Govinda Menon, J.
1. This is an appeal under Section 299 of the Indian Succession Act against the grant of letters of administration with a copy of the will annexed of one Rev. Father Antony Paliyoor alias Antony Kathanar who died at Trichur on 14th March, 1950, in favour of the petitioner in the lower Court, P.J. Verghese.
2. The application was made before the Subordinate Judge of South Malabar at Palghat for the grant of letters of administration. The same was opposed by a number of respondents of whom the second respondent, the appellant before us, in his counter, dated 23rd July, 1951, pleaded that the Subordinate Judge had no jurisdiction to grant the relief prayed for in the petition. Various other points were raised such as the genuineness of the will, his testamentary capacity and other matters. The learned Subordinate Judge holding that the will is genuine and finding the points raised by the respondent before him against the respondent directed that letters of administration as prayed for will be granted to the petitioner subject to the usual conditions. The question is whether he was justified in doing so.
3. Under Section 265 of the Indian Succession Act the High Court may appoint such judicial officers within any district as it thinks fit to act for the District Judge as delegates to grant probate and letters of administration in non-contentious cases within such local limits as it may prescribe. There is a proviso to the section with which we are not concerned.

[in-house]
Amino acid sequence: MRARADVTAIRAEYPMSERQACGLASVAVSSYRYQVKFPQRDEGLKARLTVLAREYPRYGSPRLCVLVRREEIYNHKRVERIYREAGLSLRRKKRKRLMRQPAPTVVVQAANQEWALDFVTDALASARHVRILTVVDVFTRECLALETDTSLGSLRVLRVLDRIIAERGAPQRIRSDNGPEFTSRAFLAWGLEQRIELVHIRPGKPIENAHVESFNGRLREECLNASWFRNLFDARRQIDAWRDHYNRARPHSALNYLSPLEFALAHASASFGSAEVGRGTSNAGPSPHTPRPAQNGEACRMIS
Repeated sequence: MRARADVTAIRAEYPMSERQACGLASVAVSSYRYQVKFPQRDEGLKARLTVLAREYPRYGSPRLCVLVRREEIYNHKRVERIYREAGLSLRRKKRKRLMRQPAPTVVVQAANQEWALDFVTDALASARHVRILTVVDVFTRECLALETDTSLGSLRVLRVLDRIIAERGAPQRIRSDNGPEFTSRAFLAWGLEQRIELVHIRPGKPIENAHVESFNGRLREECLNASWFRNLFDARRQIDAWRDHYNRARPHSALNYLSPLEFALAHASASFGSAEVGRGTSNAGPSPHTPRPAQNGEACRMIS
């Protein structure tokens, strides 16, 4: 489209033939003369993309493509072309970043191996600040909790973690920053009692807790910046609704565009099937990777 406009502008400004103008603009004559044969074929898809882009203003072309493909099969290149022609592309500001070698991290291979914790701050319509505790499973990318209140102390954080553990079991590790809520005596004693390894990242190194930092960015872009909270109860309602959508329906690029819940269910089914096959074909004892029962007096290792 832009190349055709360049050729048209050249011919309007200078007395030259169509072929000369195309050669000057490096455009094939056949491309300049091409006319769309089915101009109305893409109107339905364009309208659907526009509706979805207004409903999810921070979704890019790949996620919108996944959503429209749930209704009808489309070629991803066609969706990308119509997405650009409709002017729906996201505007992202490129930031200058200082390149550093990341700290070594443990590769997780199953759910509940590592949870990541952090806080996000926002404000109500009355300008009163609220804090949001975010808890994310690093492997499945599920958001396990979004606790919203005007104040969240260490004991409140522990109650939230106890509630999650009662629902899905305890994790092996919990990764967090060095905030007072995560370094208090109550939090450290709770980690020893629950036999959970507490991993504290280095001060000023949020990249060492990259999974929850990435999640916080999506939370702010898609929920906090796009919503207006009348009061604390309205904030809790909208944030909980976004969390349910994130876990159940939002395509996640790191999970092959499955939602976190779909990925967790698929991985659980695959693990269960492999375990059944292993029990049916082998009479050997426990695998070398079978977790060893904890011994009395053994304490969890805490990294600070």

4. This Court, in pursuance of that power, issued a notification in 1939 to the effect that all Subordinate Judges do take cognisance of any proceedings under the Indian Succession Act, 1925 which cannot be disposed of by District Judges. It is probably on the strength of this notification that the Subordinate Judge felt that he was clothed with authority. But the difficulty is that it is not open to the High Court to issue any notification which is contrary to the provisions, of Section 265(1). That being the case no notification issued by the High Court could clothe a Subordinate Judge as a delegate of the District Judge to issue letters of administration in contentious matters. There is no doubt whatever that the case in question is a contentious one. Such being the case when once a contest is raised with regard to an application for letters of administration, the duty of the Subordinate Judge was to have returned it for presentation to the proper Court on the ground that he had no jurisdiction. That procedure has not been followed in this case. As Mr. Raghavan says it is due to the fact that, though in vague terms the objection to jurisdiction was taken in the counter, it does not seem to have been made the subject-matter of an issue for decision or argued before the learned Subordinate Judge. But the fact that the parties did not raise the question as to want of jurisdiction or even acquiesced in the jurisdiction of a Court would not confer on the Court a jurisdiction which it has not. See the decisions of the Privy Council in Ledgard v. Bull I.L.R. (1886) All. 191 (P.C.) and in Minakshi v. Subramaniya .
5. In these circumstances we feel that the Subordinate Judge has granted the letters of administration without due authority or jurisdiction. His order has therefore to be set aside. It is accordingly set aside and O.P. No. 50 of 1953 is remanded tothe District Court of South Malabar to be retried on merits. As the objection has not been taken by the appellant in the Court below he will not be entitled to any costs.